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10. Two employees (special agents) of the Internal Revenue Service (“IRS”) visited Plaintiff’s residence on February 29, 2012 (1414 South Penn Square, Unit 9E, Philadelphia

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PA 19102). The IRS special agents arrived at approximately 6:20a.m. and left before 7:00a.m.

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11. The IRS employees asked Plaintiff questions about alleged unpaid tax liabilities from tax years 2005-2010, including amounts that were already assessed. Plaintiff answered various questions asked by the IRS employees. The agents for example asked (paraphrasing from memory) if any payments had been made on the 2010 tax year’s income tax liability. These oral questions are communication in connection with the collection of an unpaid tax (at the time). As stated below, Plaintiff has fully paid the 2010 tax assessment and therefore has a $0 balance for that year as of prior to filing this action.

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12. The IRS employees served two subpoenas to Plaintiff at the conclusion of their interview with Plaintiff prior to leaving Plaintiff’s residence. The subpoenas requested materials to assist the IRS in connection with the collection of an unpaid tax.

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13. The IRS employees violated [Fair Tax Collection Practices] 26 U.S.C. §6304(a) by communicating with Plaintiff in connection with the collection of an unpaid tax at an unusual time which should have been known to be inconvenient to the taxpayer (Plaintiff), specifically by communicating with the taxpayer prior to 8 a.m. local time. §6304 states that “in the absence of knowledge of circumstances to the contrary, the Secretary shall assume that the convenient time for communicating with a taxpayer is after 8 a.m. and before 9 p.m.

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local time at the taxpayer’s location.” Plaintiff did not give prior consent to the Secretary and Defendants did not have express permission of a court of competent jurisdiction.

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14. The IRS employees violated 26 U.S.C. §6304(a)(2) by communicating with Plaintiff by disregarding that Plaintiff was represented by attorneys Mark E. Matthews and T. Joshua Wu, both of Morgan Lewis & Bockius, LLP in Washington DC as Plaintiff’s representative who were at all relevant times authorized to practice before the Internal Revenue Service. §6304(2) states “if the Secretary knows the taxpayer is represented by any person authorized to practice before the Internal Revenue Service with respect to such unpaid tax and has knowledge of, or can readily ascertain, such person’s name and address, unless such person fails to respond within a reasonable period of time to a communication from the Secretary or unless such person consents to direct communication with the taxpayer.” The Internal Revenue Service processed IRS Form 2848 in October 2011, which clearly stated the name, address, and contact information for the above representatives. The Internal Revenue Service did not make any attempt to contact Plaintiff’s above representatives. Plaintiff did not give prior consent to direct communication between the Internal Revenue Service and Plaintiff.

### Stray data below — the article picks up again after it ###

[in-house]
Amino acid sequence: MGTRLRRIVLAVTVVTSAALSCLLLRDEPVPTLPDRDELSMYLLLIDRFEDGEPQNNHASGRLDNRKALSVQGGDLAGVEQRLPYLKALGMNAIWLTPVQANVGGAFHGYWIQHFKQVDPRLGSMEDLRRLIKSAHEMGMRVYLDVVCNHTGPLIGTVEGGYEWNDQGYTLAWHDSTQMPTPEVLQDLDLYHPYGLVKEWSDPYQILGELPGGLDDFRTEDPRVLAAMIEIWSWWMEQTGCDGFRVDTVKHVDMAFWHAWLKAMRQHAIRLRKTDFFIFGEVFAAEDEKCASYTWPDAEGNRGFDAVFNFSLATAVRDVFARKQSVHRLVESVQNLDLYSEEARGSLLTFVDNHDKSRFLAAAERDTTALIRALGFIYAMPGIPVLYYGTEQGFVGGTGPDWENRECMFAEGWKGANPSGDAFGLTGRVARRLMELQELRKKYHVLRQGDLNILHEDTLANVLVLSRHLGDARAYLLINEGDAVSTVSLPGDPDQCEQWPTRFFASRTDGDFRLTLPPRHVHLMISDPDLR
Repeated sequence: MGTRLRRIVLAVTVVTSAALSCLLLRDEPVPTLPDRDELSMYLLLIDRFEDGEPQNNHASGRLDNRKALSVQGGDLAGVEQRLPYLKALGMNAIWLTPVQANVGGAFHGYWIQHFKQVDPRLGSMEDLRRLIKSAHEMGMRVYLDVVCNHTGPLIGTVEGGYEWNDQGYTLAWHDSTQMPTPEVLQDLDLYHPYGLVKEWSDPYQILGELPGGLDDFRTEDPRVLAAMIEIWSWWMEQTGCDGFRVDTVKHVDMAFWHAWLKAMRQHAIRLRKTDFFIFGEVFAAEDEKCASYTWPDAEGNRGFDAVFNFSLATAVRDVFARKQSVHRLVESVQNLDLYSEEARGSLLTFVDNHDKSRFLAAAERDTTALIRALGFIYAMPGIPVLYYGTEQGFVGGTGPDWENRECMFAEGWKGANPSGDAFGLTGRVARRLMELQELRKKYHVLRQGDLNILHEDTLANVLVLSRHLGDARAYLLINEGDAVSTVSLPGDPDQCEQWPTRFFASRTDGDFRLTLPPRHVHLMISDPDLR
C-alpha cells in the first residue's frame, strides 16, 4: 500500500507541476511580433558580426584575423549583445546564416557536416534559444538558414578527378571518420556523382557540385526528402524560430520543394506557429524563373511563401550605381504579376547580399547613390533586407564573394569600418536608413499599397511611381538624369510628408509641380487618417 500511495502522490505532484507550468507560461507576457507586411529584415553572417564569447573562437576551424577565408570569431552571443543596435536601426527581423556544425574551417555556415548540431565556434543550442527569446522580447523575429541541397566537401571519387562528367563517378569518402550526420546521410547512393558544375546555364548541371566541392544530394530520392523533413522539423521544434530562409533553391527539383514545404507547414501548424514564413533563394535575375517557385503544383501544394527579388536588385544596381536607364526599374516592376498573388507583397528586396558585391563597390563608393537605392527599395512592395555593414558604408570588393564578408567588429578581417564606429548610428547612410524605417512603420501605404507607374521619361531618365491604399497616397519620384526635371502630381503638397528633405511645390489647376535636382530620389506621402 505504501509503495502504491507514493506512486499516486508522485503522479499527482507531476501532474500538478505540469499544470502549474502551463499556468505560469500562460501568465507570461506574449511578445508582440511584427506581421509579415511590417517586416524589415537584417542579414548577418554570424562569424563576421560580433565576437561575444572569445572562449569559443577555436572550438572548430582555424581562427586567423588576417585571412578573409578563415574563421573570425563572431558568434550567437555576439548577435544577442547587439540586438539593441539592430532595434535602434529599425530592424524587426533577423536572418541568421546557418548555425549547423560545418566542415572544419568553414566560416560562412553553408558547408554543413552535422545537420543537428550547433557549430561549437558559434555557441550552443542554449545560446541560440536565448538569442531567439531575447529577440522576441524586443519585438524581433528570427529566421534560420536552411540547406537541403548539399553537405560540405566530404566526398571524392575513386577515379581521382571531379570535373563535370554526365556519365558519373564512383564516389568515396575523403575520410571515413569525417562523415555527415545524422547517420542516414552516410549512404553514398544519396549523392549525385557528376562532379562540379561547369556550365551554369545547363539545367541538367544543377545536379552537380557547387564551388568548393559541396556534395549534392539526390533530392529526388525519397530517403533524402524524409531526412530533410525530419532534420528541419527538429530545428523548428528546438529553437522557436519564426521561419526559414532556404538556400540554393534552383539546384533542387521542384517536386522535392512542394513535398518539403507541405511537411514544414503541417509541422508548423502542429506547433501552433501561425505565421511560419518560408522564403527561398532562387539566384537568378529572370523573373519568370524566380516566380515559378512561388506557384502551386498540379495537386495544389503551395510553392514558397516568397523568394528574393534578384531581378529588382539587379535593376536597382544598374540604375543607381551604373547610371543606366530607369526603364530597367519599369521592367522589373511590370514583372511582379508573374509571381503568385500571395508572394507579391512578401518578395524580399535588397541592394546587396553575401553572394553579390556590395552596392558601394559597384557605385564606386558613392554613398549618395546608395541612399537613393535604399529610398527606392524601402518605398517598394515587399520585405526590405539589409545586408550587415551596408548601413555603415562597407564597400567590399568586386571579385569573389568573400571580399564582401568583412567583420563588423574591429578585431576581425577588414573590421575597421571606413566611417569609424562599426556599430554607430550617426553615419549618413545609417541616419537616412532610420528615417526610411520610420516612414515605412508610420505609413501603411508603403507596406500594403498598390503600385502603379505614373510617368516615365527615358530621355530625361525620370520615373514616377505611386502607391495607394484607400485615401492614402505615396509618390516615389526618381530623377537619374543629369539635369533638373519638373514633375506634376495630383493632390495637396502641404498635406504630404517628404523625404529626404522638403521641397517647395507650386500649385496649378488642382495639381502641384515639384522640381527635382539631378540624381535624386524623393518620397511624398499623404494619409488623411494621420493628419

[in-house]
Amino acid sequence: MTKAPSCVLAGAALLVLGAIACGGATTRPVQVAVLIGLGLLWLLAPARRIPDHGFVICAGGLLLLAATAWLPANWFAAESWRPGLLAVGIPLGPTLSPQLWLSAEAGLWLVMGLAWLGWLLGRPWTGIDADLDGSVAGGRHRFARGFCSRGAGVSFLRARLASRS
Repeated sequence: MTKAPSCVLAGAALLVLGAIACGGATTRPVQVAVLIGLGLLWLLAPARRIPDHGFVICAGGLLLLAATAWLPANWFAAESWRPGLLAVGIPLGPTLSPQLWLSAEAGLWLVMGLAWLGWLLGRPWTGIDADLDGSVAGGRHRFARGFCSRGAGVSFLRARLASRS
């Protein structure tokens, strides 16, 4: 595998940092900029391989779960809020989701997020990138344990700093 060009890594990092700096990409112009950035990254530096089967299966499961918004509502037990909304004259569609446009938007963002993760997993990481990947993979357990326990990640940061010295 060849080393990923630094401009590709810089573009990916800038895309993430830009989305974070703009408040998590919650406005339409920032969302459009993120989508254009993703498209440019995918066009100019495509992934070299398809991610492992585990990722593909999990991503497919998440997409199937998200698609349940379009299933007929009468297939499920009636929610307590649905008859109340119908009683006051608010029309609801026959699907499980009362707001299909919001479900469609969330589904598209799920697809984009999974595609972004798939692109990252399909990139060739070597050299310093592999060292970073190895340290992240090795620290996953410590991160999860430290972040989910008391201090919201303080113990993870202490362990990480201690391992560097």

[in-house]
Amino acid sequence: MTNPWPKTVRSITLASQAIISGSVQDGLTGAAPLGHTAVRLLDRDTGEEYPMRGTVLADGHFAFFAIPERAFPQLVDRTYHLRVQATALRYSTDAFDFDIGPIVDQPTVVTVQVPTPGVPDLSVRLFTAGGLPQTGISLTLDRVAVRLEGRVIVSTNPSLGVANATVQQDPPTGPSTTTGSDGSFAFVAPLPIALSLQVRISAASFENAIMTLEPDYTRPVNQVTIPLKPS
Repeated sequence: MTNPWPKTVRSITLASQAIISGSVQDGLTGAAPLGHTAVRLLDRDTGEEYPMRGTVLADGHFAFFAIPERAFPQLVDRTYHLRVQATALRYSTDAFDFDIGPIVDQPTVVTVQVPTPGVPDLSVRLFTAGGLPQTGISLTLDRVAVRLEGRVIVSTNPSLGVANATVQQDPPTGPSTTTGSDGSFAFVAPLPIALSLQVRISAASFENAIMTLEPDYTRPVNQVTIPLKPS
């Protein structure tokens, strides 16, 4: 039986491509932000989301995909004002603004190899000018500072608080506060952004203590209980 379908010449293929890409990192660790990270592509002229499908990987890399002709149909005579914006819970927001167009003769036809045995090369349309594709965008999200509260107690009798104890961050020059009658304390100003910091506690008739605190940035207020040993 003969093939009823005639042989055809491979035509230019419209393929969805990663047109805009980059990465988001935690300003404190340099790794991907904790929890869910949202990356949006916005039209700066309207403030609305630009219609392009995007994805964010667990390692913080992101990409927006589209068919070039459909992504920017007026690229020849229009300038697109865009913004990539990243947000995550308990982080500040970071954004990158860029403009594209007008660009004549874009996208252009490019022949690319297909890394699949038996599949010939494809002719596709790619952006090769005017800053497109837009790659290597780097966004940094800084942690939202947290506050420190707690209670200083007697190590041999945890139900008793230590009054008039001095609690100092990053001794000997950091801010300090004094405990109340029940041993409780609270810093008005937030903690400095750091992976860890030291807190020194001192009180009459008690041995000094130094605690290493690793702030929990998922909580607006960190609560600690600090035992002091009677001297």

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15. The IRS employees violated Internal Revenue Manual section 9.5.2.5.3 (04-04-2006) regarding the use of their IRS credentials to identify themselves to Plaintiff on February 29, 2012. They did not inform Plaintiff that they were acting as assistants to the

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attorney for the government in conjunction with an investigation as required by IRS regulations.

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16. Plaintiff had a properly formatted, executed and filed IRS Form 2848, Power of Attorney and Declaration of Representative, on file with the IRS as of October 13, 2011. The Form identifies attorneys Mark E. Matthews and T. Joshua Wu, both of Morgan Lewis & Bockius, LLP in Washington DC as Plaintiff’s representative in tax matters, specifically any matters pertaining or related to income tax, Form 1040 for tax years 2002-2010. This includes the tax years the IRS employees asked Plaintiff about during the interview, as well as the years pertaining to the subpoenas.

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17. Plaintiff signed an engagement letter dated March 26, 2010 and delivered payment of a retainer check on 5-17-10 to Morgan Lewis Bockius LLP regarding the same. As of February 29, 2012, Plaintiff remained a client of Morgan Lewis Bockius LLP in good standing.

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18. Plaintiff alleges that the IRS employees made no attempt to contact the above Plaintiff’s representatives at Morgan Lewis Bockius LLP.

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19. Plaintiff further alleges that no determination was made by the IRS that Plaintiff hired Morgan Lewis Bockius LLP to delay or hinder an investigation. Plaintiff alleges that no